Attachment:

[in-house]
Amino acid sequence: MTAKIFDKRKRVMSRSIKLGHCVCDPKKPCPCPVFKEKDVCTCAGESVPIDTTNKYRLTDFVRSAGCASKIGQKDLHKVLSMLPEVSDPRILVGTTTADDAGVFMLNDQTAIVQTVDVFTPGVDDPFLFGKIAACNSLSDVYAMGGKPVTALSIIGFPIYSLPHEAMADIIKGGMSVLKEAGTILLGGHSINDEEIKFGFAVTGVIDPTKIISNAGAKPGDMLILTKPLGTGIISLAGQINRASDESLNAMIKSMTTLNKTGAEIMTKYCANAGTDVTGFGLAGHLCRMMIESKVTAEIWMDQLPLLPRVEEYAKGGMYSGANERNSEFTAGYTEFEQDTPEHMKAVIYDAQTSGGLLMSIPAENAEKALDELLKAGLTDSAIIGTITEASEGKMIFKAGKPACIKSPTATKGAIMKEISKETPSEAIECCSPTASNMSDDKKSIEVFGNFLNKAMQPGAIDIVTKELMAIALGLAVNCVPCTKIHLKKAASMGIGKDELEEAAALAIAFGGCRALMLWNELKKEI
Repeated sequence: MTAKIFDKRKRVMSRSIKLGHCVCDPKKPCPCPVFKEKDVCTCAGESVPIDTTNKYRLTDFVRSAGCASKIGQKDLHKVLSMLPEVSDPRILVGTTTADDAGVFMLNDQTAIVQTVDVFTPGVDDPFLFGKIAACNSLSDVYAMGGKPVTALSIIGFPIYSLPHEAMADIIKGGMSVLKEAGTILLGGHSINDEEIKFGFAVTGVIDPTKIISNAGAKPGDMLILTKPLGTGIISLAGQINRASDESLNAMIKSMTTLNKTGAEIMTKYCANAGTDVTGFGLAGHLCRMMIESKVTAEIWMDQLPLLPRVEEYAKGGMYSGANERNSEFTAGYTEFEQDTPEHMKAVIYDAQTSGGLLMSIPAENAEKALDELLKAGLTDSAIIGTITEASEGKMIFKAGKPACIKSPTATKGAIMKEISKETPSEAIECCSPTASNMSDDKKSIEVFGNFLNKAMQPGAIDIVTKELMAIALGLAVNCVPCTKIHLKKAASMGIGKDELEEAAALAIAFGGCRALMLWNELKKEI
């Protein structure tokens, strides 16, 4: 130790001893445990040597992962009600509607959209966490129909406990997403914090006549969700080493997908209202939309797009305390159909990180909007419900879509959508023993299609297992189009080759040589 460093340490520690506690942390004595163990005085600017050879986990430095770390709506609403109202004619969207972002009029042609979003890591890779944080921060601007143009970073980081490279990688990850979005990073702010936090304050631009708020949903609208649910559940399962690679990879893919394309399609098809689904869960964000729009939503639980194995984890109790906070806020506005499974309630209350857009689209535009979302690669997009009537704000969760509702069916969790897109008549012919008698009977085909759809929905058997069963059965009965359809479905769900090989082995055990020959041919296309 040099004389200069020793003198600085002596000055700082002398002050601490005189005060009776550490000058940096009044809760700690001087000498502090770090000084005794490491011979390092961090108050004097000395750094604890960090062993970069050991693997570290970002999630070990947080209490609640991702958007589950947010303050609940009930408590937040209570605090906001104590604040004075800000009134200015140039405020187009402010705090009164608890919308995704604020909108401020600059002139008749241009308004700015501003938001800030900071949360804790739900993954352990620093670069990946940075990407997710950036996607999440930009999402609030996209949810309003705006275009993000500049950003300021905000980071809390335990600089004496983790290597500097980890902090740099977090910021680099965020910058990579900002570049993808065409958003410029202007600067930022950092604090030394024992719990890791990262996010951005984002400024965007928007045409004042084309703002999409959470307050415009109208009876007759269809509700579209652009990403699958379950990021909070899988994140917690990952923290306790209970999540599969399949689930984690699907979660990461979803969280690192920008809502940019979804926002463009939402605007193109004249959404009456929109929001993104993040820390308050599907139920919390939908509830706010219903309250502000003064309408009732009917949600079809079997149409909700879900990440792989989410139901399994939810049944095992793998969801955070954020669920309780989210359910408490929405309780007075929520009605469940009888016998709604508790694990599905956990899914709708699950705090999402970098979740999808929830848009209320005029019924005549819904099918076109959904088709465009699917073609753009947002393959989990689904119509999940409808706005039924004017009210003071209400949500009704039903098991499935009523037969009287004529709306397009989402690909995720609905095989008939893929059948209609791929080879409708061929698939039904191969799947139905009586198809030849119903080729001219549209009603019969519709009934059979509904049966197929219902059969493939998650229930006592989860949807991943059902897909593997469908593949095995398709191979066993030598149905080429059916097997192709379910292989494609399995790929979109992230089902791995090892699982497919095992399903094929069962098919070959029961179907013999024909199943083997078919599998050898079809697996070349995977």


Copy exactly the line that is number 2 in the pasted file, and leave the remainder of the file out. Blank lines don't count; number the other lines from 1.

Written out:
Amino acid sequence: MTAKIFDKRKRVMSRSIKLGHCVCDPKKPCPCPVFKEKDVCTCAGESVPIDTTNKYRLTDFVRSAGCASKIGQKDLHKVLSMLPEVSDPRILVGTTTADDAGVFMLNDQTAIVQTVDVFTPGVDDPFLFGKIAACNSLSDVYAMGGKPVTALSIIGFPIYSLPHEAMADIIKGGMSVLKEAGTILLGGHSINDEEIKFGFAVTGVIDPTKIISNAGAKPGDMLILTKPLGTGIISLAGQINRASDESLNAMIKSMTTLNKTGAEIMTKYCANAGTDVTGFGLAGHLCRMMIESKVTAEIWMDQLPLLPRVEEYAKGGMYSGANERNSEFTAGYTEFEQDTPEHMKAVIYDAQTSGGLLMSIPAENAEKALDELLKAGLTDSAIIGTITEASEGKMIFKAGKPACIKSPTATKGAIMKEISKETPSEAIECCSPTASNMSDDKKSIEVFGNFLNKAMQPGAIDIVTKELMAIALGLAVNCVPCTKIHLKKAASMGIGKDELEEAAALAIAFGGCRALMLWNELKKEI